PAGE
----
K-State reaches diversity and inclusion milestone

The Morris Family Multicultural Student Center is located on the east side of the Student Union. (Archive photo by Elizabeth Sandstrom | Collegian Media Group)

Kansas State marked itself as the first university in Kansas to partake in the Truth, Racial Healing and Transformation Campus Centers program on Nov. 17. According to the American Association of Colleges and Universities, the program intends to prepare the next generation of leaders to break down systemic racism and dismantle belief in a hierarchy of human value.

TRHT is just one of many courses of action the university plans on implementing, per K-State’s diversity and inclusion action plan that began in the summer of 2020 to combat racial inequity and other social injustices at K-State.

Some of K-State’s goals for the action plan include telling “the inclusive history of Kansas State University” and to “implement racial healing circles.”

The Truth, Racial Healing and Transformation program is not new — it was developed by the W.K. Kellogg Foundation and the American Association of Colleges and Universities in 2016. According to The W.K. Kellogg Foundation, TRHT is “a comprehensive, national and community-based process to bring about transformational and sustainable change.”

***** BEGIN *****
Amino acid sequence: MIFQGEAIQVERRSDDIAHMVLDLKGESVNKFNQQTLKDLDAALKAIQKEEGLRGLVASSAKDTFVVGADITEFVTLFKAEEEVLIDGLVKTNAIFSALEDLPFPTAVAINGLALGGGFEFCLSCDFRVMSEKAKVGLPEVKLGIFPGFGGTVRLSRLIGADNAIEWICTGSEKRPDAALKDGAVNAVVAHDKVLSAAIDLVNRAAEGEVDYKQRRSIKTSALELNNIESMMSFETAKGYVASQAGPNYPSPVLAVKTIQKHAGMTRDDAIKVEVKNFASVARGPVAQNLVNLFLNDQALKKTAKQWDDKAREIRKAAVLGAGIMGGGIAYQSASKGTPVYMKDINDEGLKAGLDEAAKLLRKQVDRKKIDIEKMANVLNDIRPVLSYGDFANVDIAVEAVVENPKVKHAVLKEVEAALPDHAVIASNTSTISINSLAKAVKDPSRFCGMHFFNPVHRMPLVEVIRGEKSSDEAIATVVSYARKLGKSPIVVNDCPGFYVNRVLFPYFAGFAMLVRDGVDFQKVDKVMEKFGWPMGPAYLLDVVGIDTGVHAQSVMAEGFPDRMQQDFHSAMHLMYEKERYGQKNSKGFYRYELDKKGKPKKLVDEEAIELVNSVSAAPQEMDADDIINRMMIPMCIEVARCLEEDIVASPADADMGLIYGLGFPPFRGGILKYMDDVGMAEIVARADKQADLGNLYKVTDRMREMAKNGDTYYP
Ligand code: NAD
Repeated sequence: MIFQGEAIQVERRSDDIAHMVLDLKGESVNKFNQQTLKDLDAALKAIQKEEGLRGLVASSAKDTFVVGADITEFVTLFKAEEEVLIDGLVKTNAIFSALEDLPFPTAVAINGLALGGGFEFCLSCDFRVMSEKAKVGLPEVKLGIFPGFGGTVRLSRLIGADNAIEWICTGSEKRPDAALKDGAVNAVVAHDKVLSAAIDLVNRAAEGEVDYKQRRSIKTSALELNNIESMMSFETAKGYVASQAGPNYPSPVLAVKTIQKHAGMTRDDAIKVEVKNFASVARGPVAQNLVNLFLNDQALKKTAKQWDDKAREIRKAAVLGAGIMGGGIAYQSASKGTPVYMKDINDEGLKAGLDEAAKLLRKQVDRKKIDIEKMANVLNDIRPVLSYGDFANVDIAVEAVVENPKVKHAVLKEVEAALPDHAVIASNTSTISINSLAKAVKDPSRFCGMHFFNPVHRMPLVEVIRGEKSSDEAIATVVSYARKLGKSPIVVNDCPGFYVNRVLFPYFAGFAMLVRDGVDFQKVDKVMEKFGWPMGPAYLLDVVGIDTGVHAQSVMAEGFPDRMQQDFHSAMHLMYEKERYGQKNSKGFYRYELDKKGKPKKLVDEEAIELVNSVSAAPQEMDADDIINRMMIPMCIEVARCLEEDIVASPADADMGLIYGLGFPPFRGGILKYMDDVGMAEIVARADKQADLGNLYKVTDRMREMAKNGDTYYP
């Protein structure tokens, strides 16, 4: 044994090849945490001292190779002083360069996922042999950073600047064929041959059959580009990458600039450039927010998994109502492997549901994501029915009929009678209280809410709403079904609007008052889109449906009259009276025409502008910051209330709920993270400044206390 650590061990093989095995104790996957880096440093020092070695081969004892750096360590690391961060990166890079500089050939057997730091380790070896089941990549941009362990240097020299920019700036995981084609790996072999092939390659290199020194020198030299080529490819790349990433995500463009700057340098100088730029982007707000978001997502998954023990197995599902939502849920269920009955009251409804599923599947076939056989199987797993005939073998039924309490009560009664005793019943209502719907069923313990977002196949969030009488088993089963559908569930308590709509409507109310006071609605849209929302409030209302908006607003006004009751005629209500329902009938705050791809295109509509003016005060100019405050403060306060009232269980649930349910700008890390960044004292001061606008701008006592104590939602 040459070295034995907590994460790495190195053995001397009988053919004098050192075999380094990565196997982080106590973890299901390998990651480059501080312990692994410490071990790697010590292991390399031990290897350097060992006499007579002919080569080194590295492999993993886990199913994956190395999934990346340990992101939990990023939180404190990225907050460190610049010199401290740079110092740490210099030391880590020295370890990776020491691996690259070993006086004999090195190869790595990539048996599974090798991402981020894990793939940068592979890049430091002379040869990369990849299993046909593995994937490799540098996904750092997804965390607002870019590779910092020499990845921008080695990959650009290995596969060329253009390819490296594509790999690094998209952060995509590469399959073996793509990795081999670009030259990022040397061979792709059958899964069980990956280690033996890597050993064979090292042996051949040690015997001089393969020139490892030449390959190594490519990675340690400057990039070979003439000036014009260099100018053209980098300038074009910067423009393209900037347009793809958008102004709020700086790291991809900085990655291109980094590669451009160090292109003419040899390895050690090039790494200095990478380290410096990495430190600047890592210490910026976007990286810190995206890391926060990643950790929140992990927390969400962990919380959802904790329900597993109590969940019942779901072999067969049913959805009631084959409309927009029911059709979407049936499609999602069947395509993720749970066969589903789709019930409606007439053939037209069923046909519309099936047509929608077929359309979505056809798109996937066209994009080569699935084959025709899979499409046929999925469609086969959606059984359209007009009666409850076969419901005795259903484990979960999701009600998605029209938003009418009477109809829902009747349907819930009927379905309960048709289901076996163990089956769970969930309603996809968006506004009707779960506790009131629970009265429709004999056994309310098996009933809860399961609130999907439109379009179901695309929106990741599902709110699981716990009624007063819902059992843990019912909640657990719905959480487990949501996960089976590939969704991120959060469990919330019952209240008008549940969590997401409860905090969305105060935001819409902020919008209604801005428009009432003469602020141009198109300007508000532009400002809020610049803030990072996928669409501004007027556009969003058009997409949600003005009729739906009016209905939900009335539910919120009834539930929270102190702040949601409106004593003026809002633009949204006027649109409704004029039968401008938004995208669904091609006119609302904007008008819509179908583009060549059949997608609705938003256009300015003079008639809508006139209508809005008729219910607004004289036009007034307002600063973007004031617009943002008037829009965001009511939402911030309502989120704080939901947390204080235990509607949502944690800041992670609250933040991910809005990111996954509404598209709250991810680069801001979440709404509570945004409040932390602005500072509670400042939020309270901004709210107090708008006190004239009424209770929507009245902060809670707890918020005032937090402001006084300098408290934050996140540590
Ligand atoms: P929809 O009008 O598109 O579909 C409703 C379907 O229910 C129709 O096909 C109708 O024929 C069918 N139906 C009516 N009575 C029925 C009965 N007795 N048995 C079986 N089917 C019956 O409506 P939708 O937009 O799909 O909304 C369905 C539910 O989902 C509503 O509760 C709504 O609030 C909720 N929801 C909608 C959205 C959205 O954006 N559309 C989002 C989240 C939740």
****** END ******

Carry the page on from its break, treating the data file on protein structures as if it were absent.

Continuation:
Caleb Chan, sophomore in computer science, said TRHT is a great step for the university.

“I think it’s pretty cool that K-State is doing that, and it makes sense to have at a big university like ours, especially for Asians. We have a very small community, so it is important for people to think about us,” Chan said.

Chan said this could be beneficial. 

“There was a big culture shock coming to K-State with all the western culture here, so TRHT can be beneficial and welcoming for us minority groups,” Chan said. “I look forward to seeing this happen.”

Timothy Larson, freshman in computer science, said he encourages these programs for students on campus.

“I think it’s great. Everybody deserves to be treated equally, especially at Kansas State where we are all pursuing a better education,” Larson said. 

Daniel Valadez, freshman in marketing, said racism is a bigger issue than just what is seen at K-State.

“I think THRT would be beneficial to have. As a Mexican-American I haven’t experienced any racism first-hand, but I’ve definitely heard stories of it,” Valadez said. “It’s a problem around the world, not just on campus.” 

Thomas Lane, vice president for student life and dean of students, said K-State can expect great things from the American Association of Colleges and Universities’ TRHT program.

“Our participation as a TRHT campus will help our students, staff, faculty and community members grow intellectually, socially, economically and civically,” according to The W.K. Kellogg Foundation.

Lane said K-State’s approach to defining and advocating awareness for racial and social issues on and off campus stands to create meaningful change for the benefit of all students as they emerge into the world. When the program is expected to be enacted on campus is, as of now, undetermined, Lane said.